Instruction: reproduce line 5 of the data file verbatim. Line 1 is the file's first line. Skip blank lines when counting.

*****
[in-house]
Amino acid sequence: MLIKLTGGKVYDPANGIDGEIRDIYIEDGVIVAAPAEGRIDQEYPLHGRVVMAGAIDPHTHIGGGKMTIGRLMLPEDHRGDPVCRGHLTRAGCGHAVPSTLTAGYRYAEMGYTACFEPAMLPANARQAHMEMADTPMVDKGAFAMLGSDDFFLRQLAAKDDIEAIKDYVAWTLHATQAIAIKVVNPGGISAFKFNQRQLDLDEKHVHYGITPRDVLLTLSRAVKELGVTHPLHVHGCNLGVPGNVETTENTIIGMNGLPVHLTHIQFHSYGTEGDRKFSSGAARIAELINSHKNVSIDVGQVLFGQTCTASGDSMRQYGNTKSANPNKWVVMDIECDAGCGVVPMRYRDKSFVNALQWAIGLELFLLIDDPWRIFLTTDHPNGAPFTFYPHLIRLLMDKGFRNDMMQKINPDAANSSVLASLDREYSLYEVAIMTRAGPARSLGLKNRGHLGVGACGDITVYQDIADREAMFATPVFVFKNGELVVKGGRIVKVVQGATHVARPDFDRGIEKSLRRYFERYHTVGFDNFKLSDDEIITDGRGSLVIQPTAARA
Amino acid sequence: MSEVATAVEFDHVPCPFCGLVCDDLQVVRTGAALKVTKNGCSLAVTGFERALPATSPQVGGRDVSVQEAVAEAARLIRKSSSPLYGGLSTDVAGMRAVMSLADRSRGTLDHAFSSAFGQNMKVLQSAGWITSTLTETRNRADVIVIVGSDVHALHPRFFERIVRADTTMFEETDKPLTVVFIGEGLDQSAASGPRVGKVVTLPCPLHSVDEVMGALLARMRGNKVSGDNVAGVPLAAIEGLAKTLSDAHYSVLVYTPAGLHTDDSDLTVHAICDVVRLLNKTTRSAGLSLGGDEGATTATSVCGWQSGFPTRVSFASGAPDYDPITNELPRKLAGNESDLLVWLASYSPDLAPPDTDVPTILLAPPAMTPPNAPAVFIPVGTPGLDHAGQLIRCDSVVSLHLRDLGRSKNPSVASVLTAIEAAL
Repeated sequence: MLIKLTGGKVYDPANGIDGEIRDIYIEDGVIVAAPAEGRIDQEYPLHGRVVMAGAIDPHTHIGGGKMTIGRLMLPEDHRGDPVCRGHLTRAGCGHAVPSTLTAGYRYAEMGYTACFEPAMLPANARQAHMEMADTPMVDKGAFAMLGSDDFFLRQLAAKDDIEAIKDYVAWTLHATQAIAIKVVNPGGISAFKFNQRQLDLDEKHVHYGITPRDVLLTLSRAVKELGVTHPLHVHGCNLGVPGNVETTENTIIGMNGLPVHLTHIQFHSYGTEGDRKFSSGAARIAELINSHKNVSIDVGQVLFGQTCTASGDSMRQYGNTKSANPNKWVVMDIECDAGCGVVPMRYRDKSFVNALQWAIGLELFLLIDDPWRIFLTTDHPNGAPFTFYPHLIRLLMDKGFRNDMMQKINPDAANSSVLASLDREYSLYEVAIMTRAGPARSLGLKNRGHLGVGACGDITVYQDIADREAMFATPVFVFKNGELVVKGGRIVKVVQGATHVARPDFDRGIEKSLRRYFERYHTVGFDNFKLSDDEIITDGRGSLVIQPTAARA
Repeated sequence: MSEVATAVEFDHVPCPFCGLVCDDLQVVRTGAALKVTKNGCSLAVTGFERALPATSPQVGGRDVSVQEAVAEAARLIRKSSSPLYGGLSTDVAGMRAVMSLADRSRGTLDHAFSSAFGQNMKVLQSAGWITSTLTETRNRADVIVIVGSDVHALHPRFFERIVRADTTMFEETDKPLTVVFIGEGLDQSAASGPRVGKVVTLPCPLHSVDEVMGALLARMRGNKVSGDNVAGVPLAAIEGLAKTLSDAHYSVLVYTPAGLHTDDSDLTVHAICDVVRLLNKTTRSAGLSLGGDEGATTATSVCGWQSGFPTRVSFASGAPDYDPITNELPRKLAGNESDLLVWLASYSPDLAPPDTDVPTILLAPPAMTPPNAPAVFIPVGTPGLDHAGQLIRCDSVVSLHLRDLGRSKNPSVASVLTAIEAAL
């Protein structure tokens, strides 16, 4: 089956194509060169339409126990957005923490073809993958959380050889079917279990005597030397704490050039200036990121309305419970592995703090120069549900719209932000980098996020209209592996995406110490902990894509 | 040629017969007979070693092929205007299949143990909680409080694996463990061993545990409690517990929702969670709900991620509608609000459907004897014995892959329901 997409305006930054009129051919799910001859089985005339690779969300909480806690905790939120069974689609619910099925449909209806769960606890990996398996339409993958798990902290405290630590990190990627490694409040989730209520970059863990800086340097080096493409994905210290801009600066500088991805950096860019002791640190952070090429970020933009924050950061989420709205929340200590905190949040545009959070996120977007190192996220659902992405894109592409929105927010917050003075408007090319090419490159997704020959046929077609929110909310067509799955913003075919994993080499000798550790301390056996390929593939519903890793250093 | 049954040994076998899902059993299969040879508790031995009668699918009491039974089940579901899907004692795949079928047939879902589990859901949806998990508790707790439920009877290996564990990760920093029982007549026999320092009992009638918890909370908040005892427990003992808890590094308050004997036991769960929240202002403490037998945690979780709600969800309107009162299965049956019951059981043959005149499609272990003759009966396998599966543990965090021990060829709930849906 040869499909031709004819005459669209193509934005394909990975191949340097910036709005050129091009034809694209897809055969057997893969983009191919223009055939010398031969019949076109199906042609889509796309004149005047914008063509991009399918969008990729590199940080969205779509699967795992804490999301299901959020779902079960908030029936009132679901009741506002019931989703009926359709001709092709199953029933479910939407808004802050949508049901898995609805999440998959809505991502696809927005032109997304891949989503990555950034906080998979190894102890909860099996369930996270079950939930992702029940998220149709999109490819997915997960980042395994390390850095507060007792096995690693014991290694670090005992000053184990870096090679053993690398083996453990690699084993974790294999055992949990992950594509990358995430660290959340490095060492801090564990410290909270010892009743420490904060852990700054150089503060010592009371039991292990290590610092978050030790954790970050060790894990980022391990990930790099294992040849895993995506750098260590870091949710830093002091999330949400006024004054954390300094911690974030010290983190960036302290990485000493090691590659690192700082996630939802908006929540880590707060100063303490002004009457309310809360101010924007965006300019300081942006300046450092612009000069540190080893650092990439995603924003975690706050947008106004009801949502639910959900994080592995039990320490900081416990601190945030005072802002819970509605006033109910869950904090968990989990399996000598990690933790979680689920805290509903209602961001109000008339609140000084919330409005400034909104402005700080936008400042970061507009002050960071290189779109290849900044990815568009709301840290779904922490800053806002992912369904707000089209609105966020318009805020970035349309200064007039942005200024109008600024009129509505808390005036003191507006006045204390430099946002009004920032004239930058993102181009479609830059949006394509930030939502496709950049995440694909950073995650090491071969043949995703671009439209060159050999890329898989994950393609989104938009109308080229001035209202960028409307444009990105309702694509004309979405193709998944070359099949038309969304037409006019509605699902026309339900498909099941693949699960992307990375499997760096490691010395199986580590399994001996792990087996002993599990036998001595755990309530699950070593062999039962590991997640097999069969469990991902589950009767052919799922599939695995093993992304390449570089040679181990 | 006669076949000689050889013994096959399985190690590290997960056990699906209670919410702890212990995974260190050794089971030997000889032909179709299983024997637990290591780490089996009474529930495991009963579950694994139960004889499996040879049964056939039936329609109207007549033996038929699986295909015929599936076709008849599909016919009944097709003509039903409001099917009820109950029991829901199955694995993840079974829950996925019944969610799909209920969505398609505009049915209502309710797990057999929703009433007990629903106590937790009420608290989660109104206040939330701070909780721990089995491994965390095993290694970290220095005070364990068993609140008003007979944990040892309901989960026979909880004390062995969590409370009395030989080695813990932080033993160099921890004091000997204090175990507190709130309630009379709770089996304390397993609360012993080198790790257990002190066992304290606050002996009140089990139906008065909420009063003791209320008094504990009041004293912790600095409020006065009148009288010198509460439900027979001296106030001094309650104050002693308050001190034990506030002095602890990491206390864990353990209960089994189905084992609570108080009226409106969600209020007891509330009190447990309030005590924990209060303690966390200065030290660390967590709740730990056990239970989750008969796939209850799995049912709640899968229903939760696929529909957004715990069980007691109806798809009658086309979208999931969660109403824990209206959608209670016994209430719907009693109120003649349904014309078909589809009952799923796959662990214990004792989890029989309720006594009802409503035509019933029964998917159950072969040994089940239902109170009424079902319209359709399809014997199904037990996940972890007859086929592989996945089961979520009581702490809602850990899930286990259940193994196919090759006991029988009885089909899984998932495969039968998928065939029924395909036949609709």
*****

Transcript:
Repeated sequence: MSEVATAVEFDHVPCPFCGLVCDDLQVVRTGAALKVTKNGCSLAVTGFERALPATSPQVGGRDVSVQEAVAEAARLIRKSSSPLYGGLSTDVAGMRAVMSLADRSRGTLDHAFSSAFGQNMKVLQSAGWITSTLTETRNRADVIVIVGSDVHALHPRFFERIVRADTTMFEETDKPLTVVFIGEGLDQSAASGPRVGKVVTLPCPLHSVDEVMGALLARMRGNKVSGDNVAGVPLAAIEGLAKTLSDAHYSVLVYTPAGLHTDDSDLTVHAICDVVRLLNKTTRSAGLSLGGDEGATTATSVCGWQSGFPTRVSFASGAPDYDPITNELPRKLAGNESDLLVWLASYSPDLAPPDTDVPTILLAPPAMTPPNAPAVFIPVGTPGLDHAGQLIRCDSVVSLHLRDLGRSKNPSVASVLTAIEAAL